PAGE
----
IGN AU: How long has the 3DS been in development? What’s the process behind the scenes?
Shigeru Miyamoto: Basically the way it works is ”“ once we’ve finalised the design for a new hardware system and we’ve launched the hardware system, the hardware teams immediately begin research on what the next system will be. So it’s been ”“ I don’t know how long ”“ I guess about six years since we launched Nintendo DS, so they’ve been researching and experimenting with various things over the last six years, but it really finally started to take this shape that we see now about three years ago.
IGN AU: The DS gave developers a set of tools to work with ”“ dual screen, touch screen, microphone and so on, that forced them to come up with new ideas and give us new experiences. The 3DS adds in a three dimensional display, obviously, as well as gyroscopic control, infrared etc., do you think this will lead to even newer concepts?
Shigeru Miyamoto: Well yeah, of course the Nintendo DS interface was very fresh when we first introduced it, and it led to a lot of different ideas working their way into video games, including something as diverse as basically taking book-like style control or viewpoints and implementing that into games. What’s interesting about Nintendo 3DS is it does have additional input features, but it’s also a system that’s particularly suited to taking past gameplay experiences, or the more standard gameplay experience, and bringing it this new, fresh feel with the 3D screen. So I think what’s interesting about it is we’ll see both sides of that. We’ll see the evolving of video games as we’ve seen them up until now, and we’ll also see things that take advantage of the new input.
What’s interesting with ”“ particularly the gyro ”“ is that obviously because of the 3D screen you have a particular sweet spot for where you can see the 3D effect, so most people would think that putting a gyro that would encourage people to tilt the device would ultimately just result in the 3D effect being lost, because you’re tilting it away from you at a different angle, but what’s interesting is that with the gyro you can hold the device in front of you, and do these lateral movements in space like this [moves hands together left and right] and the gyro can detect that, and I think that’ll allow for some pretty interesting gameplay mechanics.
IGN AU: Is there a concern, then, that many developers might take the lazy way out and simply port PS2, Wii games and just make them 3D to get them into the market quickly? And will that tarnish the 3DS’ library?
Shigeru Miyamoto: I think that, depending on the title, there are certain titles from the past that when accompanied with 3D visuals it really can change the feel of the gameplay, and so from that perspective I think that a lot of companies will be looking at what properties they have so that they may be able to take advantage of that, and even we’re looking at that as well, in terms of games like The Legend of Zelda: Ocarina of Time 3D or Star Fox 64.
IGN AU: Those are great, we’re more concerned about the quick rush-jobs.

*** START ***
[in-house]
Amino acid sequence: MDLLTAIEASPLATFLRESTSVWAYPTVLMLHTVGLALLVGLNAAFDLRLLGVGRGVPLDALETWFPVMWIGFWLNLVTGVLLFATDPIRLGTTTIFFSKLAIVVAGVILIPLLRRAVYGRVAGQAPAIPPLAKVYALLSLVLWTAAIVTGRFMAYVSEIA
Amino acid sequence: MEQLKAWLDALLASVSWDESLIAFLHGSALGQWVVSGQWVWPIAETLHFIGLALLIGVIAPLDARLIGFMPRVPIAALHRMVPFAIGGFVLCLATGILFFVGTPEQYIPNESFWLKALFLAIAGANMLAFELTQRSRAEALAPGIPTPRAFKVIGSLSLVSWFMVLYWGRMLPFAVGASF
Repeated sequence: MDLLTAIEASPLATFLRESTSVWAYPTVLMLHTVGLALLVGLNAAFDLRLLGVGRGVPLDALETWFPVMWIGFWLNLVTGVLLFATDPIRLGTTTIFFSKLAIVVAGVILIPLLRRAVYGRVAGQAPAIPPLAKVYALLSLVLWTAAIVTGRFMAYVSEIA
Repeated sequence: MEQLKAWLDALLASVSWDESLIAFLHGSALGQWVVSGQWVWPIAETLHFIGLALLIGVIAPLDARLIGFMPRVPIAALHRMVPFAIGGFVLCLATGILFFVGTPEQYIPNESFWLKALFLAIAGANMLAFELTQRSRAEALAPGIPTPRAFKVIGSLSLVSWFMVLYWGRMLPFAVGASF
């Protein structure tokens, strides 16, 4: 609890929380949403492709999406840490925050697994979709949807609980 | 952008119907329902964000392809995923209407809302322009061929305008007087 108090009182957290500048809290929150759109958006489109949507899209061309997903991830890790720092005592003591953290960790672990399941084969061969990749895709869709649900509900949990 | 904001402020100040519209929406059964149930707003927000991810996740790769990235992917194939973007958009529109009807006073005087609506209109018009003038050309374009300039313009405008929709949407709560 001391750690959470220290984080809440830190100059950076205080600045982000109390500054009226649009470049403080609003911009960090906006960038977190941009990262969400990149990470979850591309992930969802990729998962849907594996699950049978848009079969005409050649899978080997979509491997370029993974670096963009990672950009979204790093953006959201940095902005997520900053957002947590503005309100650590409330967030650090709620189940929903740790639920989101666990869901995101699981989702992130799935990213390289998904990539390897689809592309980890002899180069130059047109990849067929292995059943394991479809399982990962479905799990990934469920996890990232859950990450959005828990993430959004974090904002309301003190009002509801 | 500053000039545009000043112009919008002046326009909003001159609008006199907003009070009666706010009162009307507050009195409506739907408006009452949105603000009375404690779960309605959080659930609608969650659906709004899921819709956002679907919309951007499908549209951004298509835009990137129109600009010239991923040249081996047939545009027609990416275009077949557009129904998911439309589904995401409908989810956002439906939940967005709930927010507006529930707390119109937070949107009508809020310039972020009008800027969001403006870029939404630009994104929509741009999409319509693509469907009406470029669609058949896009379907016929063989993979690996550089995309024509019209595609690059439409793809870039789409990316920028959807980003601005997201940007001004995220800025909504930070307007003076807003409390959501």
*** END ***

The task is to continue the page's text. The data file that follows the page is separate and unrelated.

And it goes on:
Shigeru Miyamoto: I think we just have to rely on the integrity of the developers and the products that they’re making. At the same time, we do think that there will be new ideas, particularly what we’re finding is that with some of the lead developers at key publishing partners, people like Mr Kojima from Konami and Mr Inafune from Capcom. These are individuals who are themselves very excited about developing for the system and are talking about leading development with their main teams, so I do expect that there’s going to be a lot of new content and new ideas coming out of them.
IGN AU: The 3DS’ power seems to exceed that of the Wii in some ways graphically, and it also incorporates the gyroscopes and the motion control. In that way, it’s almost like having a Wii in your hand. From a business standpoint, do you see it as a threat, or do you see it causing a tapering off of Wii sales inadvertently, by introducing this new handheld?
Shigeru Miyamoto: We’re not really worried about it, and primarily it’s because the types of things, the types of play that you can do on a portable device is pretty different from the types of things you’re able to do on a home console, and so it doesn’t really concern us. I guess from a graphical standpoint it is true that the shaders that we’ve implemented into the Nintendo 3DS hardware, from a certain perspective, it can appear as if the graphics are stronger, but they’re really a little bit more in balance I think.
IGN AU: So is it the meeting of the hardcore fans with the casual players that makes this the “key turning point in Zelda history” as it was described at the E3 press conference?
Shigeru Miyamoto: That is kind of an important point for it. We have to find the right balance, in terms of how difficult we make the dungeons and things like that, but that is, I think, a very important part.
I think that once people play this game, then the next time they play a game that uses a sword they’ll feel that any game that doesn’t use motion control for the sword is just not going to work right.
[You can read more of the Q&A at IGN.com]